and you, my dear, (to MRS. Cox) for Rosherville, there. Now, as we can't dine conveniently at both places, I propose an intermediate banquet at Blackwall, here. (touching his breast)
Mrs. B. Oh! I don't presume to dictate-anywhere but Rosherville.
Mrs. C. I've no voice in the matter-I only object to Greenwich.
Box. (L. C.) Well, that matter's settled. How shall we go down?
Mrs. B. (L.) What does Mrs. Cox say?
Mrs. C. (R. C.) I say nothing-I leave it to you, Sophyyou always oppose everybody.
Mrs. B. I deny that! It is you, Fanny, that will never give up a pint. But you can't help it, dear-you never could; and I've often said if ever there was ever a dear aggravating creature in the world, it was Fanny Hawes. (MRS. Cox laughs contemptuously; both LADIES go up stage)
Box. (aside and agitated) Fanny Hawes !-good gracious! -that name! If it should be- (aside to Cox) Cox! was your wife's name Hawes ?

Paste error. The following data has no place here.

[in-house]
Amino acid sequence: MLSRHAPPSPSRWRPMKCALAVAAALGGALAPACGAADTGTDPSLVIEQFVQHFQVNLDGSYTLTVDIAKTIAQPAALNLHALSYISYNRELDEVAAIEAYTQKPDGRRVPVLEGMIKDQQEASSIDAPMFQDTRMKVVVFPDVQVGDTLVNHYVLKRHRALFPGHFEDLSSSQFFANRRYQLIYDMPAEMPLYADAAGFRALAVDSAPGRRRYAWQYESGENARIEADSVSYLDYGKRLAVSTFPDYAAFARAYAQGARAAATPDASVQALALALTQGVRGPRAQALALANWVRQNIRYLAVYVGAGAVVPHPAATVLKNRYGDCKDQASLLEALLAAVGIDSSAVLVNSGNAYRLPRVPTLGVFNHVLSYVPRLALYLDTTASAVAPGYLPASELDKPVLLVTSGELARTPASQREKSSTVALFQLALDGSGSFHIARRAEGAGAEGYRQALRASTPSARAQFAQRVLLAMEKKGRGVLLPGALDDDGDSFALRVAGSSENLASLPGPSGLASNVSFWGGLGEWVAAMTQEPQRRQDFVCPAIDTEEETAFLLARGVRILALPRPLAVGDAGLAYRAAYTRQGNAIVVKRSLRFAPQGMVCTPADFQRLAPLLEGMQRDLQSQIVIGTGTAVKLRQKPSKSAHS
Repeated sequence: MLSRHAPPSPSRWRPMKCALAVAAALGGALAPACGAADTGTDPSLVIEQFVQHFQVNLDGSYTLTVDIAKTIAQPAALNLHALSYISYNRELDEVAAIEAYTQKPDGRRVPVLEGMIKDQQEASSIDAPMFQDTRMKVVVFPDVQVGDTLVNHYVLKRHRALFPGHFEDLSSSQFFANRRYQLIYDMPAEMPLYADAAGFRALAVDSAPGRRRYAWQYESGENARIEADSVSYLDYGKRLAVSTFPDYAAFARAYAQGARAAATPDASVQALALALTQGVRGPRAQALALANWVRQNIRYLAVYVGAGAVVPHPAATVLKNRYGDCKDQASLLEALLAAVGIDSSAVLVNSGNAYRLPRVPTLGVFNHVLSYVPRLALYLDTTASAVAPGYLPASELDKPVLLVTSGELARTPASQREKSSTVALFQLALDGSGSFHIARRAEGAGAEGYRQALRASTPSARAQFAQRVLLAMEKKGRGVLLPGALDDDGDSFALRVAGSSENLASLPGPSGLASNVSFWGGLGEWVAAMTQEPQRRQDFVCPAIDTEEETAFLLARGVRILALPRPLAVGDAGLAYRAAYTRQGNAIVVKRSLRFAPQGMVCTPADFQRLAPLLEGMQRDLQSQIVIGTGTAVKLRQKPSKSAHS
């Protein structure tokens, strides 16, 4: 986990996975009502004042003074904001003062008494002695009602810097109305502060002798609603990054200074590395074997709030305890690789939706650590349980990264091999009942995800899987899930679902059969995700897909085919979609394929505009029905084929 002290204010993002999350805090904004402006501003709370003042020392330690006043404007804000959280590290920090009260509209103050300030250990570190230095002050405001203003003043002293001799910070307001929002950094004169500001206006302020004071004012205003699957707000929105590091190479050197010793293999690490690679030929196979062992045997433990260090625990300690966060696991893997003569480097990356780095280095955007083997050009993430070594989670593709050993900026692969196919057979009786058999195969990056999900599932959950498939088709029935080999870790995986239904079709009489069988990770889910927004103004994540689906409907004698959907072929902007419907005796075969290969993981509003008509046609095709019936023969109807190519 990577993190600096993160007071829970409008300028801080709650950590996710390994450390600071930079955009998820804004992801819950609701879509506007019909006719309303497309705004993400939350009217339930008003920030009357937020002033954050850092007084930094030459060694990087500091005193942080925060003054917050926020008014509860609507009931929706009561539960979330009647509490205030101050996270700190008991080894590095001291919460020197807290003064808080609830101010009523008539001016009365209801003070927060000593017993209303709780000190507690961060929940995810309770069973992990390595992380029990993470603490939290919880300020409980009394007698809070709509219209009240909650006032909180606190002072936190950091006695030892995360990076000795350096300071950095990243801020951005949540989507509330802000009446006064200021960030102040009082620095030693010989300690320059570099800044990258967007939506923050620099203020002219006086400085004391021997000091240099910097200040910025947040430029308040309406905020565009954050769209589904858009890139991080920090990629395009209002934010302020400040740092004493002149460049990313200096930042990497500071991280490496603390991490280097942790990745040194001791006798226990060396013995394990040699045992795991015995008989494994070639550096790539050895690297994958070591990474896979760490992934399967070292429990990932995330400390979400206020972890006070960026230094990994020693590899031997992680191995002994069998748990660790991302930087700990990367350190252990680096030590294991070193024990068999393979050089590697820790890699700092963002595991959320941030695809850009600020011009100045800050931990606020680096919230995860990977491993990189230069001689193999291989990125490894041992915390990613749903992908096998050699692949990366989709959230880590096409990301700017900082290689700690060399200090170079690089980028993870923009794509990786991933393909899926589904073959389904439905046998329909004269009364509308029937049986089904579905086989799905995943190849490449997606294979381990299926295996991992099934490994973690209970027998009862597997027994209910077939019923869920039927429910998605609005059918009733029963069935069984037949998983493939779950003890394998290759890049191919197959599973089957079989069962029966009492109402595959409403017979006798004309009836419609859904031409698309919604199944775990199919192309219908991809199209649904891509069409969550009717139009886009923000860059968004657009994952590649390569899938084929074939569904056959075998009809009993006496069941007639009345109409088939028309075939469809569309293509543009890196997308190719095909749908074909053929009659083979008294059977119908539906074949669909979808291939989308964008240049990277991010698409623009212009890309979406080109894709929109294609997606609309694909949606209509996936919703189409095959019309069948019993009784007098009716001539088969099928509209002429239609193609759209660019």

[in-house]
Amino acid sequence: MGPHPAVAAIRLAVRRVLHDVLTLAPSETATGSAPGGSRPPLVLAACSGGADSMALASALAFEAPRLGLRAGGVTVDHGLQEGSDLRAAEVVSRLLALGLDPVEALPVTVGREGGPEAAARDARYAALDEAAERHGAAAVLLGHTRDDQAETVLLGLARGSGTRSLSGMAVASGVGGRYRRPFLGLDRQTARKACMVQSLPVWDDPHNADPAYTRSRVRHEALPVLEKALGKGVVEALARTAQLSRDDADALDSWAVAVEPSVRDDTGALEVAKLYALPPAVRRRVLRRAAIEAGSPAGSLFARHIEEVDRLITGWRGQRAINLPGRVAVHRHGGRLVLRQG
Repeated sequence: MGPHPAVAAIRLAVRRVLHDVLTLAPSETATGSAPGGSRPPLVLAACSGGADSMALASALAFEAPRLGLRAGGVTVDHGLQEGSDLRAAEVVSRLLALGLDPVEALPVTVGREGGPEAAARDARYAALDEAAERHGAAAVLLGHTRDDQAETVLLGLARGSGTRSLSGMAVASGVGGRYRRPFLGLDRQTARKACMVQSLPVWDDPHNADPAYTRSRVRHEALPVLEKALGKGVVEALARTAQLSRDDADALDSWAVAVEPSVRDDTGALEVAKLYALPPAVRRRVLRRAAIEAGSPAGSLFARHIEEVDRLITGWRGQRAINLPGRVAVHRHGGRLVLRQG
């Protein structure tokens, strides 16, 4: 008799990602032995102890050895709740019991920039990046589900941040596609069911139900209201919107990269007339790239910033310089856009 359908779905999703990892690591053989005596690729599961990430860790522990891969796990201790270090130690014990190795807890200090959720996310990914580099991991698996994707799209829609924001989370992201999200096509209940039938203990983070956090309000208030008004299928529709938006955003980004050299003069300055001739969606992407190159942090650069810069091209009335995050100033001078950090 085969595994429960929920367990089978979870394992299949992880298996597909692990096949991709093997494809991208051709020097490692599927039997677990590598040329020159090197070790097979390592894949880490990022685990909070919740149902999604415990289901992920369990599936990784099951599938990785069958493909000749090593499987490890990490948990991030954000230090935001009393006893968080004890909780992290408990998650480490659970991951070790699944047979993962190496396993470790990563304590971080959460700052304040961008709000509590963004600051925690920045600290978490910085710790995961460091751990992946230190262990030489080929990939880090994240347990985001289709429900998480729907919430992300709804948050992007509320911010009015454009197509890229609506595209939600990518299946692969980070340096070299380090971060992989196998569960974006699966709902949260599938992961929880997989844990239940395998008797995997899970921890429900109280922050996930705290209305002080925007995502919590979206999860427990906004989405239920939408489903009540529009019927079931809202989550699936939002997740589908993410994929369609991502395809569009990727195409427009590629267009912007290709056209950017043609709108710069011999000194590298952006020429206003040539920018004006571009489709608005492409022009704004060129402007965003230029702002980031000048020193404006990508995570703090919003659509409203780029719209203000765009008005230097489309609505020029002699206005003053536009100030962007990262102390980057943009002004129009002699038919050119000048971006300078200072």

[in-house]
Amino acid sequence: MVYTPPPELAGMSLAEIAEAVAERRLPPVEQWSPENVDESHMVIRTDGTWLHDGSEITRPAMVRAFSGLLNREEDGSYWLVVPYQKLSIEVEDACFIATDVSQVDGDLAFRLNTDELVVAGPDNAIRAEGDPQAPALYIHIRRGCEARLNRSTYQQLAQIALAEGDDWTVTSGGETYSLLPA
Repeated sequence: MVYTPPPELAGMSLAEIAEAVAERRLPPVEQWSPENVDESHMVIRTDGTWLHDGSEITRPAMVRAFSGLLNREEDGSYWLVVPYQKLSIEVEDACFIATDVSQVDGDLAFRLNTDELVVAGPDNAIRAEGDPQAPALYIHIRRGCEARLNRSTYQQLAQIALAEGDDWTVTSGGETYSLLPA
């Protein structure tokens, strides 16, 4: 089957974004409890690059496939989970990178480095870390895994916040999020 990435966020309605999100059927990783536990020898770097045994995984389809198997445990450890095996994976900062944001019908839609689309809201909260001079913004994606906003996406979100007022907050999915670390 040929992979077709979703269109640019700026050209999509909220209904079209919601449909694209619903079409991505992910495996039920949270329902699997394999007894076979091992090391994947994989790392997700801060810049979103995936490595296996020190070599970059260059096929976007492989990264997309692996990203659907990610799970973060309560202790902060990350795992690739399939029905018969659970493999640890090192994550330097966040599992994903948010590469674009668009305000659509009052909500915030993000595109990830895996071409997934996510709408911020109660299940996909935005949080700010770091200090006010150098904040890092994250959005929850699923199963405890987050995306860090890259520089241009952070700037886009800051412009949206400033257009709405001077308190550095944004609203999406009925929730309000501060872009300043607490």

Cox. (aside to him) Of course it was, till we were married, and Cox obliterated Hawes. Come, ladies, let us finish our breakfast. (sits at table) Another cup of coffee, Mrs. B? (the two LADIES re seat themselves at table)
Box. (apart L.) Fanny Hawes? Hah! (takes a white kid glove out of his pocket-book) It must be the mysterious owner of this little kid glove, that I purloined from an interesting fellow-passenger whom I travelled with in an excursion train from Brighton one evening about eighteen months ago. Hah! what delicious recollections it suggests of a small waist and a very large carpet bag! She evidently don't recollect mebut that's not surprising, as in the dim twilight, and the obscurity of a second-class carriage, neither of us could distinguish the other's features.
Mrs. B. Box! you havn't breakfasted